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Chapter 86: A Visit to Marianna (Part 3)

October 2, 2015
Marianna, Florida


After touring St. Luke’s Episcopal Church, Sue and I continue to walk around downtown Marianna; she points out several buildings that are still standing from Emmett and Cephas’ time — The Acme Restaurant, Dr. Wilson’s office (no relation to Emmett, Cephas or Frank Wilson of Chipley), the Farrior Block dating from 1899, and the bank where Cephas was president — while simultaneously serving as a lawyer, and Mayor of Marianna. Cephas served four terms as Mayor (one year terms back then).

Sue said this was once the office of a Dr. W.S. Wilson in Marianna (no relation to Cephas or Emmett); it is referred to as the Abstract Office. The date of the building is from 1865. Photo by the author.
This is the historic First National Bank building on Caledonia Street; Cephas worked here as president of the bank in the early 1900s. Note the date on the building is 1902. Photo by the author.

Over buffet lunch at The Oaks, Sue and I talked about what we’d found so far. I remember that I’d thought Cephas would have been the ideal long-term town father; certainly being the mayor had it’s perqs.

But Sue thought Cephas might have gotten bored with being mayor after four terms. “It wasn’t as lucrative as a law practice,” and with the big and successful practice, Cephas would have more visibility outside of Marianna.

“That makes sense,” I add, “because he always has his eye on the Governor’s mansion. He announced for office four different times, but he never was able to get a strong backing for his candidacy. I’ve seen at least two interviews with Cephas where he said it was long his dream to become the governor of Florida. He certainly had the background and experience to get there; but of course, not everyone can make it, even if they have the basics in place to do the job. He had a lot of supporters, and politically, was considered one of the best lawyers (and judges) in the panhandle.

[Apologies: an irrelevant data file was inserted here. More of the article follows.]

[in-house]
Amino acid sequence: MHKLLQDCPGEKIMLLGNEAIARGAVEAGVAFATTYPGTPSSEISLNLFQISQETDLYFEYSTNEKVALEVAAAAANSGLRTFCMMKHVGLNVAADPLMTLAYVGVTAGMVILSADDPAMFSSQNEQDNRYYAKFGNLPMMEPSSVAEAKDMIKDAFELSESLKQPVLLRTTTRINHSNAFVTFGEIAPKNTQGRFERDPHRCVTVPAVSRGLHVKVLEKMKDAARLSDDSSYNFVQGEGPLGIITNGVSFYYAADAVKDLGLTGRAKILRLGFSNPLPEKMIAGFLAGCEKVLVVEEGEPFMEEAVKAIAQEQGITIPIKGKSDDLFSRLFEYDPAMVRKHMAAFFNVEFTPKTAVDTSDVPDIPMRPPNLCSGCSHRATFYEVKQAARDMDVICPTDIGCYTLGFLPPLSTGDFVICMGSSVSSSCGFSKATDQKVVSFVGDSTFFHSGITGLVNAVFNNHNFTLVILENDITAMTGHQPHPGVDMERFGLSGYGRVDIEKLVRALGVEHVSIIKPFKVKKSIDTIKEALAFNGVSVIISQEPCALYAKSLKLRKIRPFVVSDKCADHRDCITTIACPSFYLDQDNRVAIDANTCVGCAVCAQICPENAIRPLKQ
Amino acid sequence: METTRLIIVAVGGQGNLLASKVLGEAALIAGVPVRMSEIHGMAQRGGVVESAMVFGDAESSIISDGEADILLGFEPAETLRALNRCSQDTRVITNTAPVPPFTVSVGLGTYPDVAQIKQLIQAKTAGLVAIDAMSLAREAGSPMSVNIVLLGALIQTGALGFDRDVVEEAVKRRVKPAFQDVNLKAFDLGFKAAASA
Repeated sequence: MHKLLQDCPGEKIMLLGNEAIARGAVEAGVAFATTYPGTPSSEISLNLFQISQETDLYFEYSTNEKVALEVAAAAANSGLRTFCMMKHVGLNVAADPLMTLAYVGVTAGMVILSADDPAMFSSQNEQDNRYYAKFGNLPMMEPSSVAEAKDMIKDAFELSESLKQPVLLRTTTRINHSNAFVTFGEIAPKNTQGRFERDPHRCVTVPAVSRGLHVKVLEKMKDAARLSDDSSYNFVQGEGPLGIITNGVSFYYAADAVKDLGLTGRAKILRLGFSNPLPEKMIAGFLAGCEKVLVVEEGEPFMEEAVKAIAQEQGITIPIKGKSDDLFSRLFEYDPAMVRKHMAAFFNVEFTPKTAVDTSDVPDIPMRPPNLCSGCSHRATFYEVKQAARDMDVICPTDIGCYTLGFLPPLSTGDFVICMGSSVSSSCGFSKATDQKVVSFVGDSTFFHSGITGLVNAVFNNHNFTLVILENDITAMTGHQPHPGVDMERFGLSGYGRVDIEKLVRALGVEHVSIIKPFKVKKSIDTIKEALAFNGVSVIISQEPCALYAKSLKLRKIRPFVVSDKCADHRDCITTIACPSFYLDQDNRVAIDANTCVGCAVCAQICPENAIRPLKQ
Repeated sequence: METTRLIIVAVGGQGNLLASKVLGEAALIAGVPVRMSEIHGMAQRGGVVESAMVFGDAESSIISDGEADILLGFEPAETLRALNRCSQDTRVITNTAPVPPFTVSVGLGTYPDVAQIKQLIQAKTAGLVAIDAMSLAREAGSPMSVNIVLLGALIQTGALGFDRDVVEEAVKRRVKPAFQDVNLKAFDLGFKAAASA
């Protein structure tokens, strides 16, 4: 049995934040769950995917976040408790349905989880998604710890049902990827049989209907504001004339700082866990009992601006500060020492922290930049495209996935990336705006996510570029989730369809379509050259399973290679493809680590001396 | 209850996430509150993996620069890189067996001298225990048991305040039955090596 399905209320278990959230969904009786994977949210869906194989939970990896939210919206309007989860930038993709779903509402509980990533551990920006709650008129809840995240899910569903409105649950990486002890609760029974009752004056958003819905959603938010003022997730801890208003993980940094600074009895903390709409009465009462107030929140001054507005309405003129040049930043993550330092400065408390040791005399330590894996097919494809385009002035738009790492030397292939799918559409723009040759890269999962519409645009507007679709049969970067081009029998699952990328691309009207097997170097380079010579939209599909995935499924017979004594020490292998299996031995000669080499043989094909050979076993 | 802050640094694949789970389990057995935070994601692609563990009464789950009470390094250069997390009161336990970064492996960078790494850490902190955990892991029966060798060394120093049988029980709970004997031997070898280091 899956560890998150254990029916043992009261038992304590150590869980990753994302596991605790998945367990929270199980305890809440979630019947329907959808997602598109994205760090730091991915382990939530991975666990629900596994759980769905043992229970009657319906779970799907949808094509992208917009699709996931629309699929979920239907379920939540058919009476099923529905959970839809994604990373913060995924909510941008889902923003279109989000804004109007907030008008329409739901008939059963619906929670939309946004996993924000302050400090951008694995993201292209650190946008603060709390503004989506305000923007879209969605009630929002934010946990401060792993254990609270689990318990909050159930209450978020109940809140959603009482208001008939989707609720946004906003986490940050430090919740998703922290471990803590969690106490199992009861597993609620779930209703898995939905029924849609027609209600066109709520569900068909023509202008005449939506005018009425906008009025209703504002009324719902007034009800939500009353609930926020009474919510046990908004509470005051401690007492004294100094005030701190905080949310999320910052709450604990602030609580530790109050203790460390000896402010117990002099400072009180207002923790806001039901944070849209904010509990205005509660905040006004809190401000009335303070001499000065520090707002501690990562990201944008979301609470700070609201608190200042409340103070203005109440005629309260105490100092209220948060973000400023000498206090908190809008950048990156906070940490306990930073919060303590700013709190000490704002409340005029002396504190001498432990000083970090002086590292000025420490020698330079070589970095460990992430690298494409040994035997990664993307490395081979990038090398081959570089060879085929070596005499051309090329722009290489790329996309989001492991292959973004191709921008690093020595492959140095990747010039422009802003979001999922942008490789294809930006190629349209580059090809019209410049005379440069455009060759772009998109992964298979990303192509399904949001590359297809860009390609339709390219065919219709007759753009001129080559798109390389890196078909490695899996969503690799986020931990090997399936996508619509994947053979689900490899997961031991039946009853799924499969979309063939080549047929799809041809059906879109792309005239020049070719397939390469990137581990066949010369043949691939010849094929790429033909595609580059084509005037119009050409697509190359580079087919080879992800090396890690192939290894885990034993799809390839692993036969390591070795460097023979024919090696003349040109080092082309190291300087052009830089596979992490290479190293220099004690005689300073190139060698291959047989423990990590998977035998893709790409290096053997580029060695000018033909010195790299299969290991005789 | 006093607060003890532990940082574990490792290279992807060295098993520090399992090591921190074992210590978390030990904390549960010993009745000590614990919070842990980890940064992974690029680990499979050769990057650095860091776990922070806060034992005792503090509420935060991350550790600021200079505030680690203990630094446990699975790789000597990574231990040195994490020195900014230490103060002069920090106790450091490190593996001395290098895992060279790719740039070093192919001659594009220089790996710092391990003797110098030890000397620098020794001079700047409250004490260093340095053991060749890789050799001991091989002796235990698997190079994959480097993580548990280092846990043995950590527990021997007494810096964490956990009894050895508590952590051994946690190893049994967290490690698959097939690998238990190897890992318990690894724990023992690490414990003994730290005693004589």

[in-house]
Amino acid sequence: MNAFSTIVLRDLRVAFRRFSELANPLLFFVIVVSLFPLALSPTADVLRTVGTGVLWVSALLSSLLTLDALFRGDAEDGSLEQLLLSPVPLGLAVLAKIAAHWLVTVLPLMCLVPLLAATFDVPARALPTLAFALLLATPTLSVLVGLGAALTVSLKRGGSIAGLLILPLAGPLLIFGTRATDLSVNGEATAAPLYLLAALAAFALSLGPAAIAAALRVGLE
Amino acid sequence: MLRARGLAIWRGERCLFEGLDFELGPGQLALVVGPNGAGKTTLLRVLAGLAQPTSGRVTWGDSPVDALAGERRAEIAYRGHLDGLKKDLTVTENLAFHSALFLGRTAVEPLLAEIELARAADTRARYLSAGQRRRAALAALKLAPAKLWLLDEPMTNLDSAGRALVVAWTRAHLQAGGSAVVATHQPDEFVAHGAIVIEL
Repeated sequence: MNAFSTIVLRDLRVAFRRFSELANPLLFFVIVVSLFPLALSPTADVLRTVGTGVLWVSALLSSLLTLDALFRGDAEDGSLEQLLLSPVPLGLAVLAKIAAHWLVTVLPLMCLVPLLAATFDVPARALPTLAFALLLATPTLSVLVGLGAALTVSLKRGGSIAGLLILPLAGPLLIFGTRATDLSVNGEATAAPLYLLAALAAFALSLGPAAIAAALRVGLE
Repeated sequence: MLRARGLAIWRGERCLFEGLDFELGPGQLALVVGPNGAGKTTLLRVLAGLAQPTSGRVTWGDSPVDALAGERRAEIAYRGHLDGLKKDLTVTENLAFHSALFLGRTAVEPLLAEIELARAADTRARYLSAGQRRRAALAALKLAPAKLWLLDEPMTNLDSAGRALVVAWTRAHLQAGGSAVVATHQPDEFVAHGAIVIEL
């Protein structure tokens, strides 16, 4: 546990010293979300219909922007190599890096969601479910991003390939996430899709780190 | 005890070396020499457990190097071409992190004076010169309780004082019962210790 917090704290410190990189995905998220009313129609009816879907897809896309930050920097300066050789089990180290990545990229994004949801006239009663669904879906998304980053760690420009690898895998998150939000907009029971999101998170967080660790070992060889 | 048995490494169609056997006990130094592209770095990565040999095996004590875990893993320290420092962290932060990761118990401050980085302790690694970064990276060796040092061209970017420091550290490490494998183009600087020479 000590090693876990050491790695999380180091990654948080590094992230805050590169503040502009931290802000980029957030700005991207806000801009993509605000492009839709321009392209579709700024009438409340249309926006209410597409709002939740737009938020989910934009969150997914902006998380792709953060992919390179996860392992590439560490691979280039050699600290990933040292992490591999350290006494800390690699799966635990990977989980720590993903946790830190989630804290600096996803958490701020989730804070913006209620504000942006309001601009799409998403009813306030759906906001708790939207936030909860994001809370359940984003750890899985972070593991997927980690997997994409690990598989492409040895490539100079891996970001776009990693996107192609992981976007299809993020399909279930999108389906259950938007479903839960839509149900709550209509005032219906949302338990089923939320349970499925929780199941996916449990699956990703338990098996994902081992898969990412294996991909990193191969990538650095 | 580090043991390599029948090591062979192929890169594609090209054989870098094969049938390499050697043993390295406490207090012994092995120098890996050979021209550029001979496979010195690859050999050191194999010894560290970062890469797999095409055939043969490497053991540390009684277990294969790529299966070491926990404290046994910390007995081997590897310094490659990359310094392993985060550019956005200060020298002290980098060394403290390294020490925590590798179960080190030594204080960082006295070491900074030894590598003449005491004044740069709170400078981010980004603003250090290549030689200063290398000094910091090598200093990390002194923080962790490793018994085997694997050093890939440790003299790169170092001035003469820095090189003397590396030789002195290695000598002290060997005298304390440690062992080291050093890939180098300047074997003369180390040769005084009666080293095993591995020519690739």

Still, I’m curious: What kept the Florida democratic fraternity from approving his candidacy for governor? Many of the Wilsons’ friends and colleagues knew Cephas was a father figure and mentor to Emmett. Did Emmett’s later personal and professional downfall reflect negatively on Cephas from a political view?

Great details with dates that confirm what I’ve dug up about the Wilson family over the past three years. And — surprise to me — Cephas was once a schoolteacher! Article originally appeared in a Marianna newspaper (specific issue information not available).
Source: Elizabeth Howard. Photo of image by the author.

We return to the archive so that I can take notes and photograph as many documents that had to do with Emmett as I can. Sue is such a great sport — pulling out all kinds of ledgers, giving me tips on what to look for as I carefully turn the pages of the large brown leather ledgers — something struck me about the work Emmett was doing with his brother.

It all seemed rather, well, boring.

I thought about the idea Emmett was going to work with his brother, who clearly had a fairly exciting and interesting life, and how I perhaps misunderstood the implications of Emmett working for Cephas.

You see, Cephas had a LOT of irons in the fire — business, politics, real estate, women — he was wealthy, popular, sought-after, and consulted. He traveled too — to neighboring towns and counties, especially as the travel related to business and court cases. Cephas got around, and his doings were published in several papers (not just the Marianna paper). By the time Emmett joined Cephas in the law firm, Cephas had been an established lawyer for 12 years. Cephas was living the life he’d built after 12 years of hard work.

And so, Emmett didn’t become Cephas by osmosis upon starting work at Wilson & Wilson on June 1, 1904.